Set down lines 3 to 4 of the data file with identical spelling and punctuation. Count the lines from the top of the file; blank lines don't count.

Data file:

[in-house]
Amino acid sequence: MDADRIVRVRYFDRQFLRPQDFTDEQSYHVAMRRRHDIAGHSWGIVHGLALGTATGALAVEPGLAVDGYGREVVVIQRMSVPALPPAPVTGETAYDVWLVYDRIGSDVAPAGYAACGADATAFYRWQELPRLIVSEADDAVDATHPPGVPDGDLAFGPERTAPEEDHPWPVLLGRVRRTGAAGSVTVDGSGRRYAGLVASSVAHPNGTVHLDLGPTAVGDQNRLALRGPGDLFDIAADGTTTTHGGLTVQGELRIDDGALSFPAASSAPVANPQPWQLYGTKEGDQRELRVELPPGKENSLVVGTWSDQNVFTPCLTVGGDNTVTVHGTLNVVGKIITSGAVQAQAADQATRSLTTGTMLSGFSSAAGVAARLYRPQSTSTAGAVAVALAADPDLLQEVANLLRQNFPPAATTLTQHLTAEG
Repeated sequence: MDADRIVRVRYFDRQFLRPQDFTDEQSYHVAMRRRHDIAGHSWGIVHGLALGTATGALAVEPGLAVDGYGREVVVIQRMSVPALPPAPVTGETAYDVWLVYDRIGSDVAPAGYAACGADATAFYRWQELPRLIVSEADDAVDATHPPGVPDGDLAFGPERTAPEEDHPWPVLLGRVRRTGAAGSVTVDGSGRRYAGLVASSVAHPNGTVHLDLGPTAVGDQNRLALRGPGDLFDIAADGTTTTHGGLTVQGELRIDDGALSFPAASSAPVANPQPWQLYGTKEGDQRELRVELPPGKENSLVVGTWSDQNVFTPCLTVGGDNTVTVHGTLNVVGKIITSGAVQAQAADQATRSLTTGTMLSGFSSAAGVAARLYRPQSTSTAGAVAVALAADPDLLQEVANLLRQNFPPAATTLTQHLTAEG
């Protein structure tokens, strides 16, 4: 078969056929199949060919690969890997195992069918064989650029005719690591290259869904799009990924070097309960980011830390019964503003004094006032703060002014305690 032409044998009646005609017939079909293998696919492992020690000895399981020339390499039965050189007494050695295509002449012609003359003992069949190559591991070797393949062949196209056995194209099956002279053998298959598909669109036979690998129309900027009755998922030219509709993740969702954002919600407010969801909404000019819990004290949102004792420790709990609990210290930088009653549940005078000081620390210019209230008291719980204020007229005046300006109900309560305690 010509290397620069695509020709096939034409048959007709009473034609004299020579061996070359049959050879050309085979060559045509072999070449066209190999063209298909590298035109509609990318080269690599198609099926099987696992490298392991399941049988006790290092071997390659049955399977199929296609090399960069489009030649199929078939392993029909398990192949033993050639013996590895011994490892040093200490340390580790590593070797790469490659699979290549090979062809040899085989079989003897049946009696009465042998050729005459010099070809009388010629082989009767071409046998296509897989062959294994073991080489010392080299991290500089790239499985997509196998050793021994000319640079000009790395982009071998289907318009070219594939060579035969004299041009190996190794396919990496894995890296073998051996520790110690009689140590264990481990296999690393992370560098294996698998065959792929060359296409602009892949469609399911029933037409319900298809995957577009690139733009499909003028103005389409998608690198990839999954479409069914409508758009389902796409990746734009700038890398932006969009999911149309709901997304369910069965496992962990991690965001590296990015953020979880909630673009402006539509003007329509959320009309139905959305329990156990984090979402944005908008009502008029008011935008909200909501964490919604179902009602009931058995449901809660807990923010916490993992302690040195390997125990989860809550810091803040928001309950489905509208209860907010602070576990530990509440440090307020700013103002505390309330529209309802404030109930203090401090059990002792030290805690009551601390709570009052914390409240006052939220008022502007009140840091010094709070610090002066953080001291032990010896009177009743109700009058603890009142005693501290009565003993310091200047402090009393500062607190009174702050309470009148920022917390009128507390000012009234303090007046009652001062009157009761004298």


Repeated sequence: MDADRIVRVRYFDRQFLRPQDFTDEQSYHVAMRRRHDIAGHSWGIVHGLALGTATGALAVEPGLAVDGYGREVVVIQRMSVPALPPAPVTGETAYDVWLVYDRIGSDVAPAGYAACGADATAFYRWQELPRLIVSEADDAVDATHPPGVPDGDLAFGPERTAPEEDHPWPVLLGRVRRTGAAGSVTVDGSGRRYAGLVASSVAHPNGTVHLDLGPTAVGDQNRLALRGPGDLFDIAADGTTTTHGGLTVQGELRIDDGALSFPAASSAPVANPQPWQLYGTKEGDQRELRVELPPGKENSLVVGTWSDQNVFTPCLTVGGDNTVTVHGTLNVVGKIITSGAVQAQAADQATRSLTTGTMLSGFSSAAGVAARLYRPQSTSTAGAVAVALAADPDLLQEVANLLRQNFPPAATTLTQHLTAEG
């Protein structure tokens, strides 16, 4: 078969056929199949060919690969890997195992069918064989650029005719690591290259869904799009990924070097309960980011830390019964503003004094006032703060002014305690 032409044998009646005609017939079909293998696919492992020690000895399981020339390499039965050189007494050695295509002449012609003359003992069949190559591991070797393949062949196209056995194209099956002279053998298959598909669109036979690998129309900027009755998922030219509709993740969702954002919600407010969801909404000019819990004290949102004792420790709990609990210290930088009653549940005078000081620390210019209230008291719980204020007229005046300006109900309560305690 010509290397620069695509020709096939034409048959007709009473034609004299020579061996070359049959050879050309085979060559045509072999070449066209190999063209298909590298035109509609990318080269690599198609099926099987696992490298392991399941049988006790290092071997390659049955399977199929296609090399960069489009030649199929078939392993029909398990192949033993050639013996590895011994490892040093200490340390580790590593070797790469490659699979290549090979062809040899085989079989003897049946009696009465042998050729005459010099070809009388010629082989009767071409046998296509897989062959294994073991080489010392080299991290500089790239499985997509196998050793021994000319640079000009790395982009071998289907318009070219594939060579035969004299041009190996190794396919990496894995890296073998051996520790110690009689140590264990481990296999690393992370560098294996698998065959792929060359296409602009892949469609399911029933037409319900298809995957577009690139733009499909003028103005389409998608690198990839999954479409069914409508758009389902796409990746734009700038890398932006969009999911149309709901997304369910069965496992962990991690965001590296990015953020979880909630673009402006539509003007329509959320009309139905959305329990156990984090979402944005908008009502008029008011935008909200909501964490919604179902009602009931058995449901809660807990923010916490993992302690040195390997125990989860809550810091803040928001309950489905509208209860907010602070576990530990509440440090307020700013103002505390309330529209309802404030109930203090401090059990002792030290805690009551601390709570009052914390409240006052939220008022502007009140840091010094709070610090002066953080001291032990010896009177009743109700009058603890009142005693501290009565003993310091200047402090009393500062607190009174702050309470009148920022917390009128507390000012009234303090007046009652001062009157009761004298």